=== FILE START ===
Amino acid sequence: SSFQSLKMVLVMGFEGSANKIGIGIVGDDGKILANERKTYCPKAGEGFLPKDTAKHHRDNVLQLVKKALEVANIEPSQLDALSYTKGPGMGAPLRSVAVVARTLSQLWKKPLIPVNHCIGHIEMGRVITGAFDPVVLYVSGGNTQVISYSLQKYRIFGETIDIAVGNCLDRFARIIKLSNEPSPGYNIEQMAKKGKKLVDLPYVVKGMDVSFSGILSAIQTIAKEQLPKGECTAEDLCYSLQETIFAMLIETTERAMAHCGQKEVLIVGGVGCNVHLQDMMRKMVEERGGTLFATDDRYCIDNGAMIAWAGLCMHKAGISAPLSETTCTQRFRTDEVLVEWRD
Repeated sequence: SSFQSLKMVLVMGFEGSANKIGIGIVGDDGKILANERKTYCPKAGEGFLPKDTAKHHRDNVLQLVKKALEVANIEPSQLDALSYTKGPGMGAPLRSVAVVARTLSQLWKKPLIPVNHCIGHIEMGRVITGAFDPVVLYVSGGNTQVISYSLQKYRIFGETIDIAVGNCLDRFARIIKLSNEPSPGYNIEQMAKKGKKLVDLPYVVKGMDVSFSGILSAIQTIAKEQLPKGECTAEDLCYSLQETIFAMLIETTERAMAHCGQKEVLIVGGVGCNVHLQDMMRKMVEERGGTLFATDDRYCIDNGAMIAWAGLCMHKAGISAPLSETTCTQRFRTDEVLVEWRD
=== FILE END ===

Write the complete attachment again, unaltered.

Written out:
Amino acid sequence: SSFQSLKMVLVMGFEGSANKIGIGIVGDDGKILANERKTYCPKAGEGFLPKDTAKHHRDNVLQLVKKALEVANIEPSQLDALSYTKGPGMGAPLRSVAVVARTLSQLWKKPLIPVNHCIGHIEMGRVITGAFDPVVLYVSGGNTQVISYSLQKYRIFGETIDIAVGNCLDRFARIIKLSNEPSPGYNIEQMAKKGKKLVDLPYVVKGMDVSFSGILSAIQTIAKEQLPKGECTAEDLCYSLQETIFAMLIETTERAMAHCGQKEVLIVGGVGCNVHLQDMMRKMVEERGGTLFATDDRYCIDNGAMIAWAGLCMHKAGISAPLSETTCTQRFRTDEVLVEWRD
Repeated sequence: SSFQSLKMVLVMGFEGSANKIGIGIVGDDGKILANERKTYCPKAGEGFLPKDTAKHHRDNVLQLVKKALEVANIEPSQLDALSYTKGPGMGAPLRSVAVVARTLSQLWKKPLIPVNHCIGHIEMGRVITGAFDPVVLYVSGGNTQVISYSLQKYRIFGETIDIAVGNCLDRFARIIKLSNEPSPGYNIEQMAKKGKKLVDLPYVVKGMDVSFSGILSAIQTIAKEQLPKGECTAEDLCYSLQETIFAMLIETTERAMAHCGQKEVLIVGGVGCNVHLQDMMRKMVEERGGTLFATDDRYCIDNGAMIAWAGLCMHKAGISAPLSETTCTQRFRTDEVLVEWRD